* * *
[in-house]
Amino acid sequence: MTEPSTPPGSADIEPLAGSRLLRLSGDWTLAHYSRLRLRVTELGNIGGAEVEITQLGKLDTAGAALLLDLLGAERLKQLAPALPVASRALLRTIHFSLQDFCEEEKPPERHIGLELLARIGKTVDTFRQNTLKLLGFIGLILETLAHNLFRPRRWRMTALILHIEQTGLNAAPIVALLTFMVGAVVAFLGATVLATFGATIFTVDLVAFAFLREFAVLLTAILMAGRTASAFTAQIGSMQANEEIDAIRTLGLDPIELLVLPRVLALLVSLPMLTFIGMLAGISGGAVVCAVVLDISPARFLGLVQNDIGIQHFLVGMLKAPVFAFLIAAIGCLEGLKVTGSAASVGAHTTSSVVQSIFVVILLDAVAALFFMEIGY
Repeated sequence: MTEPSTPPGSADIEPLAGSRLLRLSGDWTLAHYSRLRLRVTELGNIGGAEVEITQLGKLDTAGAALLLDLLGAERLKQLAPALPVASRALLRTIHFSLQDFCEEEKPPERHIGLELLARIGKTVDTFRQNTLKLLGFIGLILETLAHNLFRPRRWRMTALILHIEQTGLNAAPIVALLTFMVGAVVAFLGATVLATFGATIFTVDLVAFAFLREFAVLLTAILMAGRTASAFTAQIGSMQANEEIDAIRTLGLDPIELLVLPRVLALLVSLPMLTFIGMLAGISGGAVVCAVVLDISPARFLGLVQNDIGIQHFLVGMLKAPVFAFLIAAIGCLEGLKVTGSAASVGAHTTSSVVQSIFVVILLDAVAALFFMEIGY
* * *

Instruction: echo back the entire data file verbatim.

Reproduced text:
[in-house]
Amino acid sequence: MTEPSTPPGSADIEPLAGSRLLRLSGDWTLAHYSRLRLRVTELGNIGGAEVEITQLGKLDTAGAALLLDLLGAERLKQLAPALPVASRALLRTIHFSLQDFCEEEKPPERHIGLELLARIGKTVDTFRQNTLKLLGFIGLILETLAHNLFRPRRWRMTALILHIEQTGLNAAPIVALLTFMVGAVVAFLGATVLATFGATIFTVDLVAFAFLREFAVLLTAILMAGRTASAFTAQIGSMQANEEIDAIRTLGLDPIELLVLPRVLALLVSLPMLTFIGMLAGISGGAVVCAVVLDISPARFLGLVQNDIGIQHFLVGMLKAPVFAFLIAAIGCLEGLKVTGSAASVGAHTTSSVVQSIFVVILLDAVAALFFMEIGY
Repeated sequence: MTEPSTPPGSADIEPLAGSRLLRLSGDWTLAHYSRLRLRVTELGNIGGAEVEITQLGKLDTAGAALLLDLLGAERLKQLAPALPVASRALLRTIHFSLQDFCEEEKPPERHIGLELLARIGKTVDTFRQNTLKLLGFIGLILETLAHNLFRPRRWRMTALILHIEQTGLNAAPIVALLTFMVGAVVAFLGATVLATFGATIFTVDLVAFAFLREFAVLLTAILMAGRTASAFTAQIGSMQANEEIDAIRTLGLDPIELLVLPRVLALLVSLPMLTFIGMLAGISGGAVVCAVVLDISPARFLGLVQNDIGIQHFLVGMLKAPVFAFLIAAIGCLEGLKVTGSAASVGAHTTSSVVQSIFVVILLDAVAALFFMEIGY